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by Letha Albright
Memento Mori, May 2005
304 pages
ISBN: 097250785X

Buy in the UK | Buy in Canada

It's just another regular night for Tahlequah Daily Tribune reporter Viv Powers as she recuperates from her latest hangover. She quickly sobers up when her sister Maggie calls to tell her that someone has broken into her house and trashed the place. Could she come over and be with her?

What Viv is about to find out is that Maggie, through no fault of her own, gets caught in the middle of an imbroglio and she does not know when it will end. All she did was let a stranger, who claimed she used to live in her house, come into her home even though she was acting a bit strangely. Now the FBI and IRS are hounding Maggie trying to find out what she knows about the mystery woman and her whereabouts.

As Viv in reporter mode tries to find out more about the mystery woman, a Native American environmental group drafts her in to help them in their cause. The Indigenous Peoples for Environmental Action or IPEA are opposed to a convoy passing through the town carrying what is essentially nuclear waste and they feel Viv can be impartial in her reporting.

In the space of what appears to be less than a week, Viv encounters a couple of bodies, family secrets, a possible cover-up by a waste management organization, an opportunist editor, and more complications in what is already her screwed-up love life. One thing you will learn is that she does not like to be played, and except for her sister, she is having trouble trusting other peoples' motives. Regardless, she continues to plough on ahead trying to get to the bottom of things.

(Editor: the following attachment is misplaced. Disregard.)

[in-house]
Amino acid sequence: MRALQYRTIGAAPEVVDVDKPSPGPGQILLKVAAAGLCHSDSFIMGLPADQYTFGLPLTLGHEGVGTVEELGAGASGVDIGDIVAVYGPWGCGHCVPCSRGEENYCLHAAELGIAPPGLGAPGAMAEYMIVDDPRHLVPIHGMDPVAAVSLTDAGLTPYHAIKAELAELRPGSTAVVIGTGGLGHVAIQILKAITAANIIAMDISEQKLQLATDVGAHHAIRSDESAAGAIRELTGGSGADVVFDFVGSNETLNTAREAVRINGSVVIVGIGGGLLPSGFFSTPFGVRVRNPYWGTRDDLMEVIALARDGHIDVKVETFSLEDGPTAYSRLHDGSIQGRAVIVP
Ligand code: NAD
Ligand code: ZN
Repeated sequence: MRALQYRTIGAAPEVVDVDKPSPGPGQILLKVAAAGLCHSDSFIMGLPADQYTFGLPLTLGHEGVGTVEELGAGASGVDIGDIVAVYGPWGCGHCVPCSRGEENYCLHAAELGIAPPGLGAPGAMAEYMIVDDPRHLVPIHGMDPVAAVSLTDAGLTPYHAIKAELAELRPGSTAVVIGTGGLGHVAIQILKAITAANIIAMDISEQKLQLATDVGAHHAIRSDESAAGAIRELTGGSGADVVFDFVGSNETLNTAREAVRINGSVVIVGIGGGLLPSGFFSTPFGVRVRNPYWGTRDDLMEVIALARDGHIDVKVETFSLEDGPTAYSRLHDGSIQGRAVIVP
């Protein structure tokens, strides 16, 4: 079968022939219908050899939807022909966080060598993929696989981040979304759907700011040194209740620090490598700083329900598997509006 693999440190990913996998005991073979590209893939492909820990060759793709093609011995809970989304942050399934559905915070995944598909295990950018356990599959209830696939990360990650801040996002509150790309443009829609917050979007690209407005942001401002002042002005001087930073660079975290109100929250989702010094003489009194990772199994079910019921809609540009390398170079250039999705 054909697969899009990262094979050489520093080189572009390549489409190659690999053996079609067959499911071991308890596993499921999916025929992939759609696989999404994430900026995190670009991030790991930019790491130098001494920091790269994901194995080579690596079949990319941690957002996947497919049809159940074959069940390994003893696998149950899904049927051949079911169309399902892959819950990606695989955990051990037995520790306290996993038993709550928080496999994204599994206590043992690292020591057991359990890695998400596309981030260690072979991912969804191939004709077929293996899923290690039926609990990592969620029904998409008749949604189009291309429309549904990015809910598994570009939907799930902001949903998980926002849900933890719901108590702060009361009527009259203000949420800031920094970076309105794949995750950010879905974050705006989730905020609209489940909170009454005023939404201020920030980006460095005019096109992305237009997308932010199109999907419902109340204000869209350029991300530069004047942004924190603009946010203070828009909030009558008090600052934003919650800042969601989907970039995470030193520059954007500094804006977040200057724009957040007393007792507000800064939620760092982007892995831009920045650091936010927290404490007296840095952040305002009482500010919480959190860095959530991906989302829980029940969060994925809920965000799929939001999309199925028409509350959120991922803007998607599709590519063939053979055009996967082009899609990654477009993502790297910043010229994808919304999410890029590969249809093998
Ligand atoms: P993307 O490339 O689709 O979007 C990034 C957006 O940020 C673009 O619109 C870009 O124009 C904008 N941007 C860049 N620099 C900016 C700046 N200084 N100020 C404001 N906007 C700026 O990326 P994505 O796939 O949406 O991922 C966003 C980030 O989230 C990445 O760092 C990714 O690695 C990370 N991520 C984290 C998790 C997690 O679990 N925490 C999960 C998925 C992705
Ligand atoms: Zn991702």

One can appreciate the love that Albright has for her characters by making sure that their personalities are fleshed out throughout the story so that they do not become stock characters. She also makes sure that she writes about things she knows about or researched and translates it onto the page. Without the aid of pictures, she manages to describe the beauty of Northeast Oklahoma as Viv drives from Tahlequah to Tulsa as she goes on a quest for the truth.

The story is straightforward and she does not go over the top by putting her characters in unlikely situations. The book is about as real as it can get while still keeping its fictional elements. BAD LUCK WOMAN was a pleasant surprise. It should not be missed.

Reviewed by Angel L. Soto, August 2005

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Contact: Yvonne Klein (ymk@reviewingtheevidence.com)

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